Wednesday, November 11, 2009

Myth: Israelis and Palestinians have not felt enough pain to do anything hard for peace. Obama should walk away from Mideast peace efforts

until Israelis and Palestinians are really hurting, and begging for US help to settle the conflict. (Thomas L. Friedman, "Call White House, Ask for Barack," The New York Times).

The Facts:

1. Not enough pain?
Over the last eight years, Israelis have suffered hundreds of suicide bombings from the West Bank and Gaza, thousands of rocket and missile attacks from Lebanon and Gaza on their civilian population centers in the north and south, and mounting fears about a nuclear-armed Iran; Palestinians have suffered Israeli invasions and counter-attacks, a deepening occupation and ongoing settlement expansion. In the last few years, they’ve endured Intifada II, Lebanon War II, and the Gaza War.

2. What would likely happen if we walked away? Friedman counsels the president to leave the parties to “enjoy the status quo.” “If and when they get serious, they’ll find us.” But the status quo is a tinderbox. Friedman would have Obama wait until Hezbollah, Hamas, Syria, Iran and Israel are swallowed in the maw of a new regional war, the Palestinians radicalized and shorn of hope, the Israelis despairing and fearful. He would let extremists set the entire region aflame, and then send in the American fire brigade armed with water hoses and a two-state rescue plan—if the bloodied and embittered combatants dialed the White House 911. But who's to say there'd be anything left to salvage? By then, the two-state solution might no longer be an option, and the region might have reached an irreversible crisis, a critical tipping point.

President Obama would do well to reject Friedman’s “burn down the village to save it” strategy, built as it is on a tortured misreading of modern Middle East history – both past and future.

3. Friedman’s op-ed is best understood as a shot across the bow. Abbas could carry out his threat to resign and dissolve the Palestinian Authority, leaving Israel without a Palestinian leadership with which to negotiate a two-state deal, and an ongoing occupation of millions of West Bank Palestinians for whom Israel would now be directly responsible.

By the same token, Friedman is threatening that if Israeli and Palestinian leaders don’t do more to promote an environment conducive to successful negotiations, the US could give up on peace efforts and leave Israelis and Palestinians to face the conflict on their own. In other words, Obama would start acting more like George W. Bush, but without the disingenuous rhetoric - a kind of uber-Bush.

The problem, however, is that it’s an empty threat. The U.S., as Israel’s closest ally, would be viewed throughout the world as enabling whatever steps Israel might take in an increasingly toxic environment. The threat is not credible; the warning shot is an empty shell. And Obama will never succumb to the do-nothing (but bomb), laissez-faire approach to foreign policy.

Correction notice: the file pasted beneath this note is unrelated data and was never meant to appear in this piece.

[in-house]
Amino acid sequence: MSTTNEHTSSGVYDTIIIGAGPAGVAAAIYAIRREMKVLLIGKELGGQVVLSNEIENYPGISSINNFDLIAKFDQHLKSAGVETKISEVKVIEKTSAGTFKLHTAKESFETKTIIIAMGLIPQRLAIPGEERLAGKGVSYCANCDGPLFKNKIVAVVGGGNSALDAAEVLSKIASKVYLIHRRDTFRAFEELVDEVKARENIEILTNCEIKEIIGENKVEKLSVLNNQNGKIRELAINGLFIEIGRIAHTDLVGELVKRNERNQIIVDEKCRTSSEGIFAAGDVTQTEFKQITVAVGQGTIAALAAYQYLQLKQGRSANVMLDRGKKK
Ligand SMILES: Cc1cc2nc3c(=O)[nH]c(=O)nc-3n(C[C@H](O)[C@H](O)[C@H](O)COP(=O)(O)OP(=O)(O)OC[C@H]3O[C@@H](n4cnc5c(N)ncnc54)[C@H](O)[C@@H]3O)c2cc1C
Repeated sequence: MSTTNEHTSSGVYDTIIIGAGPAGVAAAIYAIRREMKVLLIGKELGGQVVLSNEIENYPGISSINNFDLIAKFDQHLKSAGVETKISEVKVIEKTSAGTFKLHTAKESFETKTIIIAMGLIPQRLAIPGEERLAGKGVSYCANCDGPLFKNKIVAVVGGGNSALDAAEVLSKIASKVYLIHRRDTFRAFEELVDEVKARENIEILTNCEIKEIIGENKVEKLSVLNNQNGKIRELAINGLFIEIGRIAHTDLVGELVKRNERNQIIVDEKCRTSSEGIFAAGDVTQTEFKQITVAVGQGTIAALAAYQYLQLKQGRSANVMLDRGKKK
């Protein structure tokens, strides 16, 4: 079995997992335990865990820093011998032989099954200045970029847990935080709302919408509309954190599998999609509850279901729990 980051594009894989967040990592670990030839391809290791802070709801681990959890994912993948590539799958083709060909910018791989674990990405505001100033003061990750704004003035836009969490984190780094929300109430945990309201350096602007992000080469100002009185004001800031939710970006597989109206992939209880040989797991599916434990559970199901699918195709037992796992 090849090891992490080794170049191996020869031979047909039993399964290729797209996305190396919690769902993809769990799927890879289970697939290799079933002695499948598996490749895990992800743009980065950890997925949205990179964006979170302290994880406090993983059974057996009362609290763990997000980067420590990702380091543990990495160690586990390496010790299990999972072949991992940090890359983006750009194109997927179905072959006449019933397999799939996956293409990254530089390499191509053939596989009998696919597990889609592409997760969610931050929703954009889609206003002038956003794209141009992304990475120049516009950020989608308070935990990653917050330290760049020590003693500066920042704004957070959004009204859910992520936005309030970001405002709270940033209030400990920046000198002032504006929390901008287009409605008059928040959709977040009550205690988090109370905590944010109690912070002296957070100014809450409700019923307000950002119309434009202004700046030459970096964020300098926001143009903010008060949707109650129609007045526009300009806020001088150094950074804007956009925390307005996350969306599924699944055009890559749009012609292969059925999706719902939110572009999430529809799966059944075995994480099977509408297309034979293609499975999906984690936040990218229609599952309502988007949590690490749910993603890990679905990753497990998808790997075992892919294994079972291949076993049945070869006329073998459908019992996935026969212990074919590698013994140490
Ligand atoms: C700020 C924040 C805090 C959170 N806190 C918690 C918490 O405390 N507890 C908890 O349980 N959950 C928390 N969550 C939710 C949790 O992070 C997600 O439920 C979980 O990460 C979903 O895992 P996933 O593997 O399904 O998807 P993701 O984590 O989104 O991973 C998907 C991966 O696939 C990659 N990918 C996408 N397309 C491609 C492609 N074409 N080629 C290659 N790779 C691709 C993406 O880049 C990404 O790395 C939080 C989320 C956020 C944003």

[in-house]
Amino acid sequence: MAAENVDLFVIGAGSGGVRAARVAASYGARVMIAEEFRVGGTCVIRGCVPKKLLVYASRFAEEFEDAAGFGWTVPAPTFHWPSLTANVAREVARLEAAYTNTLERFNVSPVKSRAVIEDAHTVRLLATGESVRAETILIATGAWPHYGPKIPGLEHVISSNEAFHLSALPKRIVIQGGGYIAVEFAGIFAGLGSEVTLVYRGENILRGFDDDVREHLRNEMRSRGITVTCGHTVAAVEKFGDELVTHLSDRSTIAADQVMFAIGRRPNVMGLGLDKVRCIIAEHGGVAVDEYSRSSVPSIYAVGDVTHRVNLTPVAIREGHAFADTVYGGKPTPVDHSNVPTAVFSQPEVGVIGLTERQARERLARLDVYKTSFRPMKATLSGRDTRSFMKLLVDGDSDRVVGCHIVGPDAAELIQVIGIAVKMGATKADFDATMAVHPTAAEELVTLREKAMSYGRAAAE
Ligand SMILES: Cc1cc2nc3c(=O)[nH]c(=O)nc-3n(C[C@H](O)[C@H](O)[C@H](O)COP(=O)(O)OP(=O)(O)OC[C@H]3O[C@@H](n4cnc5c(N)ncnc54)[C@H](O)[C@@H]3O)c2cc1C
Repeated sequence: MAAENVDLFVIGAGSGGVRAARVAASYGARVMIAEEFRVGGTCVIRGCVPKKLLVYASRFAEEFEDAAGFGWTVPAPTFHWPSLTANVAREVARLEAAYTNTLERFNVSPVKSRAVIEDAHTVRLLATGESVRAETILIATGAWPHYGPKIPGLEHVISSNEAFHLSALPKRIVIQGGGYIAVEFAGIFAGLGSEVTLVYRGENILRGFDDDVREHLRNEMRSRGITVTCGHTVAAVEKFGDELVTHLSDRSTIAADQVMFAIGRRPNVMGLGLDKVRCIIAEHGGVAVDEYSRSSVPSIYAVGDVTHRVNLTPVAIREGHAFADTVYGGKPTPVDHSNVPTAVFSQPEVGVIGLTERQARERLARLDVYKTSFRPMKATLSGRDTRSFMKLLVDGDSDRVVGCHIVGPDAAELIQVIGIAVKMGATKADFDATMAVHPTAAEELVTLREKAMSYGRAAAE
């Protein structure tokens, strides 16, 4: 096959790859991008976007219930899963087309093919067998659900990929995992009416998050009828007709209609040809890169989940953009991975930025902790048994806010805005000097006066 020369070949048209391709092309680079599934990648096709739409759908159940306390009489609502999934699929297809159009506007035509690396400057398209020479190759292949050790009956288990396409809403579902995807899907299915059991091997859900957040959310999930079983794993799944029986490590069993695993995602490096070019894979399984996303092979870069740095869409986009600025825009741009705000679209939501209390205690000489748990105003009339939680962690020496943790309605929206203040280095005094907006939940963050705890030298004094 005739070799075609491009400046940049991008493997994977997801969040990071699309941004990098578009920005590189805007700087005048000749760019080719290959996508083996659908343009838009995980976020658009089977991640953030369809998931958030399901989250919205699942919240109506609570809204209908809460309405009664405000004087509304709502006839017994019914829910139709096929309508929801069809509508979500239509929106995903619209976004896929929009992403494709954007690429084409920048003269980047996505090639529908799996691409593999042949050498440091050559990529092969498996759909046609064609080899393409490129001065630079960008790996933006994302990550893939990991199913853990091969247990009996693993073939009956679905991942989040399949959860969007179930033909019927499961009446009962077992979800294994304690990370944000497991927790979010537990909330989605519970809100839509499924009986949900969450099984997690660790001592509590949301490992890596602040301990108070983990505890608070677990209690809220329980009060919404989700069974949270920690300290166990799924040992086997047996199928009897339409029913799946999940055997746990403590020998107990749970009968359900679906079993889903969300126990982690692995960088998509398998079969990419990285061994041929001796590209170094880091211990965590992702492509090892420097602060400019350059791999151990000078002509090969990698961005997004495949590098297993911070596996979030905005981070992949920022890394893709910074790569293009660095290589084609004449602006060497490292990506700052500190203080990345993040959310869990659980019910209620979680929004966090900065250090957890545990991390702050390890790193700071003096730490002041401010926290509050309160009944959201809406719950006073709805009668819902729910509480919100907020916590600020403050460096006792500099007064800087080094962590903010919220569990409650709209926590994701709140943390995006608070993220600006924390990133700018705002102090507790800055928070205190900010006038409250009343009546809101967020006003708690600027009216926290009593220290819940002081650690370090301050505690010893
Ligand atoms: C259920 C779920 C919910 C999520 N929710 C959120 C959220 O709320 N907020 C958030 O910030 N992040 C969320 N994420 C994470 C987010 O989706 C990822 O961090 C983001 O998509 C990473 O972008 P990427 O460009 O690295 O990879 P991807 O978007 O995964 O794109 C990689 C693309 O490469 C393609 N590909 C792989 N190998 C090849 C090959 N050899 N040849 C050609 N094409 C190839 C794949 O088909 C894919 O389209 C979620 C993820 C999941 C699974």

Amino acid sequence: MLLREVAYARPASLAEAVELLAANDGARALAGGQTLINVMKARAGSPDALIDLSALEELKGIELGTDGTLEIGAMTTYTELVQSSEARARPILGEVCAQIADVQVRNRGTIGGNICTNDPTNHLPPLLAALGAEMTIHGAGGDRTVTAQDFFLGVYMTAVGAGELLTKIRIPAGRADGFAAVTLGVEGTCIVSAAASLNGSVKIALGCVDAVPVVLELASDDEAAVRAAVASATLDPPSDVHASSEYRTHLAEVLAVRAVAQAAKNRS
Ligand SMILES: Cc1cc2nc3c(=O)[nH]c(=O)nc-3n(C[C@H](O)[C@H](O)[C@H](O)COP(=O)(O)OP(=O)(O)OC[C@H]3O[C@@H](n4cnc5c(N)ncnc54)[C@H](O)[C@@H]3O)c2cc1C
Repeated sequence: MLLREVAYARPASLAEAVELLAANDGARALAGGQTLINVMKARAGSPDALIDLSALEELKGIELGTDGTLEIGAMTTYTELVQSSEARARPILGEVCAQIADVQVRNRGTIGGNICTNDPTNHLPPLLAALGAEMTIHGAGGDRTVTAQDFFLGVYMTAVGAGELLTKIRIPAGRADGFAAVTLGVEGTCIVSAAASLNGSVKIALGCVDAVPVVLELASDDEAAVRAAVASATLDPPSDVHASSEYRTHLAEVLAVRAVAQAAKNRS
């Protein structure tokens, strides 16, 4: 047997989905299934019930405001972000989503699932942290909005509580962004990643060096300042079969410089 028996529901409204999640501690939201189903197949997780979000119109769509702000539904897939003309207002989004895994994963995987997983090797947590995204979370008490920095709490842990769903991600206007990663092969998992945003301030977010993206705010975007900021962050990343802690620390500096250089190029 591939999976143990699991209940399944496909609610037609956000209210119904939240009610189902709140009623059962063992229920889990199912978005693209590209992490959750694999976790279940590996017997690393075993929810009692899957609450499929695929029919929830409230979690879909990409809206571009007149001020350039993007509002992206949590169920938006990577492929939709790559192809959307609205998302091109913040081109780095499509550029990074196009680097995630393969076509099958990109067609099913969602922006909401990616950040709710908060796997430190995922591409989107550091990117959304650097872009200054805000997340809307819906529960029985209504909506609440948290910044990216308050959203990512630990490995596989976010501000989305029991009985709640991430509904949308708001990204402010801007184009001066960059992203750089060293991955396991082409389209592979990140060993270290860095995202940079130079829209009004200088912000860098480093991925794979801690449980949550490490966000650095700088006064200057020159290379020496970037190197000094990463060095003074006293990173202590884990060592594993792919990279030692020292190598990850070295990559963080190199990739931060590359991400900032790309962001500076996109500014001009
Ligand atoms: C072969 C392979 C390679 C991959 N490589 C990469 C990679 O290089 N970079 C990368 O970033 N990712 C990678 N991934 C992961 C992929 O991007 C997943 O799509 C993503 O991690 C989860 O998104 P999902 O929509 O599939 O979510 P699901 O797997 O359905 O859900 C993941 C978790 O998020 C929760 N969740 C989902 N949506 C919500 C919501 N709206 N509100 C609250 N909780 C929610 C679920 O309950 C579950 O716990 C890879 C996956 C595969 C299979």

4. As Israel's best friend and ally, it would be supremely irresponsible for the US to abandon Mideast peace efforts - irresponsible to Israel, and to our own national security interests.

"In making the case for US leadership of Israeli-Arab peace efforts, there are two basic truths," writes Lara Friedman of Americans for Peace Now. " The first is that an end to the Israeli-Palestinian and Israeli-Arab conflicts is vital to Israel's security, stability, prosperity, and very survival as a Jewish, democratic state. Thus, if the US cares about Israel, it cannot step back from this effort.

Second, “Middle East peace should be viewed through the lens of American national security interests, and [viewed] this way, the US can and indeed perhaps should 'want it' - want an end to the Israeli-Palestinian and Israeli-Arab conflicts - more than the parties. Looking at it through this lens, the US dare not step back from the effort to achieve peace.”

5. Here’s a better idea: the US should propose a detailed two-state framework to the parties now, with a deadline to work out a mutually acceptable formula with intensive American, Arab and international help. After a decade of growing Israeli and Palestinian insecurity, thanks to the benign neglect now championed by Friedman and practiced by Bush, Obama's new Mideast peace initiative must come not after, but before the next even more catastrophic clash of arms.

(See the related "Myth: Obama's Mideast peace policy has failed," and "Myth: American Jews disrespect Israeli democracy when they suggest Obama should press Israeli and Palestinian leaders to accept a US peace plan.")

For more insight, read the following:

1. Lara Friedman, "Tom Friedman: so wrong (and so glib)," Americans for Peace Now

2. David Halperin, “To Do Nothing is an Insane Policy,” Israel Policy Forum

3. Richard Silverstein, "Friedman Advises Obama to Wash His Hands of Israel-Palestine," Tikun Olam

4. Letters to the New York Times: "Mideast Path: Step Up or Step Back?"